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Tactile Touchscreen Technology

created over 4 years ago | Tagged: technology, sensory appeal, physiological, touchscreen, games, applications, engineers, tactics, surfaces, textured,


Sitting in a coffee shop in Mountain View, Calif., Mike Levin unlocks a large, hardened carrying case that looks like a prop from a Mission: Impossible movie. He opens it and reveals...not the antidote to a supervirus, but a pile of computer screens, mouse pads, and other parts. He fishes out a keyboard. It's paper-thin and almost completely flat. Then he connects the keyboard to a laptop, and the amazement begins. Instead of using actual keys, this keyboard has stationary, printed-on tiles that only feel as if they go up and down. "It's that feel of a switch going on and off that most people are looking for," he says.

Engineers have a word for what Levin is describing: haptics, or technology that adds tactile sensations to gadgetry. It's been around a while. Think of vibrate mode on a cell phone, or videogame controllers rumbling when a linebacker blindsides a quarterback. Levin is the chief sales and marketing officer of Pacinian of Spokane, Wash., one of many haptics startups to appear in recent years. In the near future, these companies plan to give smartphones and tablets new powers. Imagine videogame guns that deliver a kick to your hand when fired, just like the real thing; virtual guitars with strings that feel real; buttons and knobs that actually grow out of touchscreens.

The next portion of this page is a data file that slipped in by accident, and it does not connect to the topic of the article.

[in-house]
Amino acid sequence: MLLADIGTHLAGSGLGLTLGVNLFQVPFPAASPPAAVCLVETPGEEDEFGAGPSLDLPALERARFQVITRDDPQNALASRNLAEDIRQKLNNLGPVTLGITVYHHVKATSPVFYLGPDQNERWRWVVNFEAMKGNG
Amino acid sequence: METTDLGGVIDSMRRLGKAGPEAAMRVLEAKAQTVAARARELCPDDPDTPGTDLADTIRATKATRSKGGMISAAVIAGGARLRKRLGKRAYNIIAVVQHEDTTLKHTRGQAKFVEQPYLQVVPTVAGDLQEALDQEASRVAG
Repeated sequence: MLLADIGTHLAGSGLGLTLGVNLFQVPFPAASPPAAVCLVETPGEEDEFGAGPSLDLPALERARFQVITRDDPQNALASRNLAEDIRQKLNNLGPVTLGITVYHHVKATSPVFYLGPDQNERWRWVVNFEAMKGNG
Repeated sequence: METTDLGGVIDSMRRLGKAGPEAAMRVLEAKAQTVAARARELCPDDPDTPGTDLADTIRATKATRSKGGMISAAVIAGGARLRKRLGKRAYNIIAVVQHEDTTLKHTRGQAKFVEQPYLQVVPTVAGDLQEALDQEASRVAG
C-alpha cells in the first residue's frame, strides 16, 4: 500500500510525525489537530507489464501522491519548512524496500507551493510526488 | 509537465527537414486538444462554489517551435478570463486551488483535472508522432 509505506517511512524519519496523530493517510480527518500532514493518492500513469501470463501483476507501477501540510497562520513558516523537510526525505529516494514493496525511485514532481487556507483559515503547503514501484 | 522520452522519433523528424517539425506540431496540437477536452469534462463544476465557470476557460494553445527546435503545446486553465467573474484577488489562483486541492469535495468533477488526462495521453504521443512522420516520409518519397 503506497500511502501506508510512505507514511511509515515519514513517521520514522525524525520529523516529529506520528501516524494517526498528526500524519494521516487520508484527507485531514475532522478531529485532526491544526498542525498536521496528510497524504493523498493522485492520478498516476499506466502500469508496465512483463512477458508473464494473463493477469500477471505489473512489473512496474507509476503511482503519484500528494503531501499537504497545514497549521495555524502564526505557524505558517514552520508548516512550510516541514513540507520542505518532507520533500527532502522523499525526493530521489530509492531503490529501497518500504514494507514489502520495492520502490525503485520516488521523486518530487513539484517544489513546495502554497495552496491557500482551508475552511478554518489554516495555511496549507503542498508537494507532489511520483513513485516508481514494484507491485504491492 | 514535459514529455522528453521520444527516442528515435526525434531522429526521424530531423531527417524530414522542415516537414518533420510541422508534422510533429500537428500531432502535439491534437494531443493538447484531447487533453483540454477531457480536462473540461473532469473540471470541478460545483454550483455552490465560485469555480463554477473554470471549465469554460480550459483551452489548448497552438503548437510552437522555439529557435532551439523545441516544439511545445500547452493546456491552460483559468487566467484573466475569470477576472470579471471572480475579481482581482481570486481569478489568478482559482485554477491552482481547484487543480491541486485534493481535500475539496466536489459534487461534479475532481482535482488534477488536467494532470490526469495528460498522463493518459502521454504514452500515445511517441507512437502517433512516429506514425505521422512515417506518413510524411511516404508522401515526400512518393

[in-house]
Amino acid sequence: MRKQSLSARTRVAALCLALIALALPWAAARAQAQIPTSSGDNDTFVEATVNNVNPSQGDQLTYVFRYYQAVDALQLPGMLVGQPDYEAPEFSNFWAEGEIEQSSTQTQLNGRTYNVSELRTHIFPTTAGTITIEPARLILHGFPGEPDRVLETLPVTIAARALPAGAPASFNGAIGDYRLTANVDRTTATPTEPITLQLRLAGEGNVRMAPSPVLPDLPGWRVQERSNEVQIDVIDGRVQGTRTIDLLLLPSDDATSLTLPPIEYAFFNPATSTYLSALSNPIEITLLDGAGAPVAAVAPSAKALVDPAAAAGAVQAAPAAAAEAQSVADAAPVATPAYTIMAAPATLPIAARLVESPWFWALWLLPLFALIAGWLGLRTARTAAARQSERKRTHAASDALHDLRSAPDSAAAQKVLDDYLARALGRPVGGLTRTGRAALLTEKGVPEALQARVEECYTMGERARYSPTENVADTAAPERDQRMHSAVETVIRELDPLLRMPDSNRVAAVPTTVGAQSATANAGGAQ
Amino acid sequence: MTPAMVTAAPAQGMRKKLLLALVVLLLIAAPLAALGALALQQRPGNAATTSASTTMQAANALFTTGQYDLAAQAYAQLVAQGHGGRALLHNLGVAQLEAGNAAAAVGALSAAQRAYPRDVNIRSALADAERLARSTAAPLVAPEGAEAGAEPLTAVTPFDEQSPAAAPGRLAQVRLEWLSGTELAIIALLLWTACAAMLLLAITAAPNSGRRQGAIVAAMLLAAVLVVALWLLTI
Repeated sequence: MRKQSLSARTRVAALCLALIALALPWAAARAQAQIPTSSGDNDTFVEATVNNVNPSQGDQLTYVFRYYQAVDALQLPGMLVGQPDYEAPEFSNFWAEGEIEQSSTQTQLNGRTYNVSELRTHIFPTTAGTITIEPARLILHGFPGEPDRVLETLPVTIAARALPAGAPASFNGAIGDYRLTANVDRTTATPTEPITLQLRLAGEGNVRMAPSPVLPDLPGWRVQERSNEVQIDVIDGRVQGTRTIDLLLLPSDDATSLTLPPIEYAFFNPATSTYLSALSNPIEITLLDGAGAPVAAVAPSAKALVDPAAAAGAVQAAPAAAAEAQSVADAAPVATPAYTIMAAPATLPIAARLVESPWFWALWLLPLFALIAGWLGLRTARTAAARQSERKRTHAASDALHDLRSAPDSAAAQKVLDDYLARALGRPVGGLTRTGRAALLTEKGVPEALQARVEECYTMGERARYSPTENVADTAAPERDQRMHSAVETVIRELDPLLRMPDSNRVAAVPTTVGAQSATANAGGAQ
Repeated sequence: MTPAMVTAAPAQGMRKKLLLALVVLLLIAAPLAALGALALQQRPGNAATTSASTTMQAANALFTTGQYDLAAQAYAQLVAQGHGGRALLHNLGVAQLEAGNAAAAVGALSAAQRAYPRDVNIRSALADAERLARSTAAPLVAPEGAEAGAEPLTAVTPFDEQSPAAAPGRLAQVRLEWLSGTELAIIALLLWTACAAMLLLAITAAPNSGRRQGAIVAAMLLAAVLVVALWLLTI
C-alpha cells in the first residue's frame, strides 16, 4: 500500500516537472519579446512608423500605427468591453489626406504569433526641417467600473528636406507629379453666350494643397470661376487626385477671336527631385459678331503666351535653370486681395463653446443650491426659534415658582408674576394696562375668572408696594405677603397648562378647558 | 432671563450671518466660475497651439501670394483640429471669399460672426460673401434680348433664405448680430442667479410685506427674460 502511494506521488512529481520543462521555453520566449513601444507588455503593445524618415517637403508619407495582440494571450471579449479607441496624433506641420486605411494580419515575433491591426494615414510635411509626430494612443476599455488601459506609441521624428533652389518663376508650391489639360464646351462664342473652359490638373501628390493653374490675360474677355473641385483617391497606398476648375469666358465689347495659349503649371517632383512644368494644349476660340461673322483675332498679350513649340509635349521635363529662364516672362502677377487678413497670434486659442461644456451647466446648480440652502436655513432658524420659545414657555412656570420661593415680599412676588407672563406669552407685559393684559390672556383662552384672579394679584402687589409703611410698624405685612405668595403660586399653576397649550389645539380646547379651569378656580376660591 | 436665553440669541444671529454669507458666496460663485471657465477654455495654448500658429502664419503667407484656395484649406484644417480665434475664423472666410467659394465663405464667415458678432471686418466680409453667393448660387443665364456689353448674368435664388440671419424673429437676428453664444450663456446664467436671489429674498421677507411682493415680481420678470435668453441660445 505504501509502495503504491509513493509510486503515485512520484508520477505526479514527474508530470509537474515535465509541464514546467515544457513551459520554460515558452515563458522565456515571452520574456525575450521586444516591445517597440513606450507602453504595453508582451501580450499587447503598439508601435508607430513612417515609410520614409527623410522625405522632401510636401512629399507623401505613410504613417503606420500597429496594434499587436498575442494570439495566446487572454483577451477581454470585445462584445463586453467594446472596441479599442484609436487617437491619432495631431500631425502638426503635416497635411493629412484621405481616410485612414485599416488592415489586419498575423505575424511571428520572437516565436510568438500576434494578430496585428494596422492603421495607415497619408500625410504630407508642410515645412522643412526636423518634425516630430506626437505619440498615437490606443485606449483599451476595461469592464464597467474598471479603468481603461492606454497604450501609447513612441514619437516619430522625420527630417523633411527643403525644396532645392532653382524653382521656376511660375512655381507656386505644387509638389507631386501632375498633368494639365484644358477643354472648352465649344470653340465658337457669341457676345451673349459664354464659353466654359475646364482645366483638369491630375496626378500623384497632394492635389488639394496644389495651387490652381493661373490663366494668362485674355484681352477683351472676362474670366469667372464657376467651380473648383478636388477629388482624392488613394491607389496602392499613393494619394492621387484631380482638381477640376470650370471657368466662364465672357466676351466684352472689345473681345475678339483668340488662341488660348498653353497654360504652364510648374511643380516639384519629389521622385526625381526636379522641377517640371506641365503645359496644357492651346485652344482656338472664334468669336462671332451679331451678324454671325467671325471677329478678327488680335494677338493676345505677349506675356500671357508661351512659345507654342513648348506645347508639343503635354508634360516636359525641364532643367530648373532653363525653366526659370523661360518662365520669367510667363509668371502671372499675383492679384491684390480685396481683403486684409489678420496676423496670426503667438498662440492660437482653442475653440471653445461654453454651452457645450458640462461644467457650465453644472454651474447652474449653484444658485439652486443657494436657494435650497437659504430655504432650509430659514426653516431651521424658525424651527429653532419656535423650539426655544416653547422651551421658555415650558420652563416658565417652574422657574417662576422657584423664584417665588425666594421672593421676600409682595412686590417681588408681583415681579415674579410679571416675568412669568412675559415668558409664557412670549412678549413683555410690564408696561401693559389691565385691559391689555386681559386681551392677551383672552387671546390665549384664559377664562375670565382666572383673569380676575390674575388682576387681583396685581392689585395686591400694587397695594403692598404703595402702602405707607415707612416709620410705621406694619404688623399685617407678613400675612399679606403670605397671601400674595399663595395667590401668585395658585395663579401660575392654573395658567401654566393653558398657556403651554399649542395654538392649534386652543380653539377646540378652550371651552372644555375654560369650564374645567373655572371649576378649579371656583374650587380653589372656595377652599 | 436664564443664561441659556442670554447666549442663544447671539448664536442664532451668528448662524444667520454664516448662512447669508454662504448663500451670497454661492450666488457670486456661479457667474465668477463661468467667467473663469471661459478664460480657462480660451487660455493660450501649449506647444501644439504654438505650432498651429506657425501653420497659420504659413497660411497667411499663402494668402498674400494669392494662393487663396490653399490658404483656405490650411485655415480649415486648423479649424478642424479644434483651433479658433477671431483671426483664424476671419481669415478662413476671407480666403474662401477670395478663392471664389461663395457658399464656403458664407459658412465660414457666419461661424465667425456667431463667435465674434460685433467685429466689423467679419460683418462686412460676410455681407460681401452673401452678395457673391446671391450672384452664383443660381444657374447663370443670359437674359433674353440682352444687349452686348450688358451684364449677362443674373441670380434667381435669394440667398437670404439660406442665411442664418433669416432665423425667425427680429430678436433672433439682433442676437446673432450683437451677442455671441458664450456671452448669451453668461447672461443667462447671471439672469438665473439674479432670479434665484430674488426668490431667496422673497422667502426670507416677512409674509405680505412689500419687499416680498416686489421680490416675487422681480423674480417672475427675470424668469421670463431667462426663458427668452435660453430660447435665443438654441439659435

A Helsinki-based startup named Senseg is developing technology that will let users feel textures on the screen. During a demonstration, the textures were discernible but faint. Senseg executives say that future versions will let people shopping online actually sense the ridges of corduroy pants or the soft feel of a flannel shirt.

The most mind-blowing brand of haptics may come from a Silicon Valley startup called Tactus Technology. In a pair of patent applications, the company's executives describe a touchscreen display capable of growing a keyboard out of its surface. Seriously. You go to type an e-mail, and a keyboard rises up slightly out of the display, allowing your fingers to feel the edges of the letters, numbers, and symbols. When you're done, the keyboard recedes back into the surface. To play a game, controller knobs and buttons emerge.




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